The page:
The rings of Saturn are a glaring indicator that the planet is spinning at an angle as they whirl around its equator. The belted giant rotates with respect to the plane of its orbit around the sun at a 26.7-degree inclination.
Since Saturn’s tilt progresses, like a spinning top, at almost the same pace as Neptune’s orbit, astronomers have long hypothesized that this tilt results from gravitational interactions with its neighbor Neptune. Scientists now contend that the two originally orbited in perfect harmony or resonance with one another.
According to a recent study, that alignment was disrupted in the past when a moon created mayhem between the two. Saturn currently has 83 moons. But in the past, it might have had an additional satellite—now missing—that researchers have given the name Chrysalis.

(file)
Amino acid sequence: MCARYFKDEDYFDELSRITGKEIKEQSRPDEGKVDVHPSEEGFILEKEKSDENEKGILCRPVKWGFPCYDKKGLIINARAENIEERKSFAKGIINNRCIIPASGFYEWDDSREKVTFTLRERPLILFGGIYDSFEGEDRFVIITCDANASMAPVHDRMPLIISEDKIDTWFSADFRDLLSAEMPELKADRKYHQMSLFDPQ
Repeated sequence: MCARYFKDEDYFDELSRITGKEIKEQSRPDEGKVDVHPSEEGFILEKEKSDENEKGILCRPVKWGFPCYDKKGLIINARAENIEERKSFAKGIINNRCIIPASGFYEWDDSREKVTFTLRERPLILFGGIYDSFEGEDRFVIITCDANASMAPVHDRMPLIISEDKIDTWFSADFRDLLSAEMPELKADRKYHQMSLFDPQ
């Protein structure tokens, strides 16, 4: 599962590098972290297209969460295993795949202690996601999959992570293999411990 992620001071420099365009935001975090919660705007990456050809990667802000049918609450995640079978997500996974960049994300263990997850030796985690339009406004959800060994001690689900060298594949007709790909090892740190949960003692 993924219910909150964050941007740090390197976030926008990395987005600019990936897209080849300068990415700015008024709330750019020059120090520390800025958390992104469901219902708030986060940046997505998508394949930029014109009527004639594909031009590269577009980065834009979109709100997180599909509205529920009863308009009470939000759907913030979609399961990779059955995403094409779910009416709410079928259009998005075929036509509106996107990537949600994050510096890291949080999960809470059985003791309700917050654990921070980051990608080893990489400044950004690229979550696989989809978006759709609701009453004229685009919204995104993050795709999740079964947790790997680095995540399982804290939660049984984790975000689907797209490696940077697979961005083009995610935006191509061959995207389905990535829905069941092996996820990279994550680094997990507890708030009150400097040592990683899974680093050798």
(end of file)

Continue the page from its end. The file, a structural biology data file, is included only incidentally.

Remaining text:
According to astronomers, the numerous moons kept Saturn in perfect alignment with Neptune and maintained that smooth resonance for billions of years. Chrysalis, however, is thought to have become unstable some 160 million years ago and came too near to its planet in a grazing encounter, which tore the satellite apart. The loss of the moon was sufficient to free Saturn from Neptune’s influence and give it the current tilt.
Furthermore, it’s possible that the fragments of Chrysalis that were broken apart generated Saturn’s rings. That provides a single solution to two mysteries. The rings’ tilt and mysterious age, which is barely 100 million years and much younger than the planet itself, are both caused by chrysalis.
“Just like a butterfly’s chrysalis, this satellite was long dormant and suddenly became active, and the rings emerged,” said Jack Wisdom, professor of planetary sciences at MIT and lead author of the new study.
Rola Dbouk from MIT, Burkhard Militzer from Berkeley University, William Hubbard from the University of Arizona, Francis Nimmo and Brynna Downey from Santa Cruz University, and Richard French from Wellesley College are the study’s other co-authors.